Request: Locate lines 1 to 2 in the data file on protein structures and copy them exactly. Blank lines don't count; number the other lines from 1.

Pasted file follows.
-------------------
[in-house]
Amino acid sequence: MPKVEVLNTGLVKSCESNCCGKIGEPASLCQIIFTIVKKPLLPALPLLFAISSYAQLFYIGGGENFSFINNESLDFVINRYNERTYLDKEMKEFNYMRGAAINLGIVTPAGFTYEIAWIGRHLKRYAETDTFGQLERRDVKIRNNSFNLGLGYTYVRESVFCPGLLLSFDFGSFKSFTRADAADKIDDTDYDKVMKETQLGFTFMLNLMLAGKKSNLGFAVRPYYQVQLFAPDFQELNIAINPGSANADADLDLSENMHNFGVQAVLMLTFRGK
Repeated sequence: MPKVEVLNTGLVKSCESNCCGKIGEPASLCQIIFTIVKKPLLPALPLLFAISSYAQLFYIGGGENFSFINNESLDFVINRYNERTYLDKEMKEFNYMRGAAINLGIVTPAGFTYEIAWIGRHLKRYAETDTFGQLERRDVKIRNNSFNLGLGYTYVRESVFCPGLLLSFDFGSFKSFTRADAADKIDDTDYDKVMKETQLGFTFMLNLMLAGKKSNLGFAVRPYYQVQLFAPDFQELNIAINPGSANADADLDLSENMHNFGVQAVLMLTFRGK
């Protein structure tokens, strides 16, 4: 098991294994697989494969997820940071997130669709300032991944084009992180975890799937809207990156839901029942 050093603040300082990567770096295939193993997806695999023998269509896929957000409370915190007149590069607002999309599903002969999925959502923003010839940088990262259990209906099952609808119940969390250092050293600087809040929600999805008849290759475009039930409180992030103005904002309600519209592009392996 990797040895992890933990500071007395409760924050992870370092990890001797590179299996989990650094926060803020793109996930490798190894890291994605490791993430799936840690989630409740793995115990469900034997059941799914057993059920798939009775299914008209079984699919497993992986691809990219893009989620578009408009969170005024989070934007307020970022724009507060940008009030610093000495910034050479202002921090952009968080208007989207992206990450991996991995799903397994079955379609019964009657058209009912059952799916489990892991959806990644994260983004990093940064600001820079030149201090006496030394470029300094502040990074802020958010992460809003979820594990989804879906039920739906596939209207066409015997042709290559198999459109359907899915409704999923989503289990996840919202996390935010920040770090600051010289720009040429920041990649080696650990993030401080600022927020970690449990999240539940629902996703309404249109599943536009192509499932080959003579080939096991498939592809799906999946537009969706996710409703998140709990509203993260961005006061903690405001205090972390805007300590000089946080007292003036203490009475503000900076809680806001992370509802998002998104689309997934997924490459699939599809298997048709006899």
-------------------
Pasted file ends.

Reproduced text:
[in-house]
Amino acid sequence: MPKVEVLNTGLVKSCESNCCGKIGEPASLCQIIFTIVKKPLLPALPLLFAISSYAQLFYIGGGENFSFINNESLDFVINRYNERTYLDKEMKEFNYMRGAAINLGIVTPAGFTYEIAWIGRHLKRYAETDTFGQLERRDVKIRNNSFNLGLGYTYVRESVFCPGLLLSFDFGSFKSFTRADAADKIDDTDYDKVMKETQLGFTFMLNLMLAGKKSNLGFAVRPYYQVQLFAPDFQELNIAINPGSANADADLDLSENMHNFGVQAVLMLTFRGK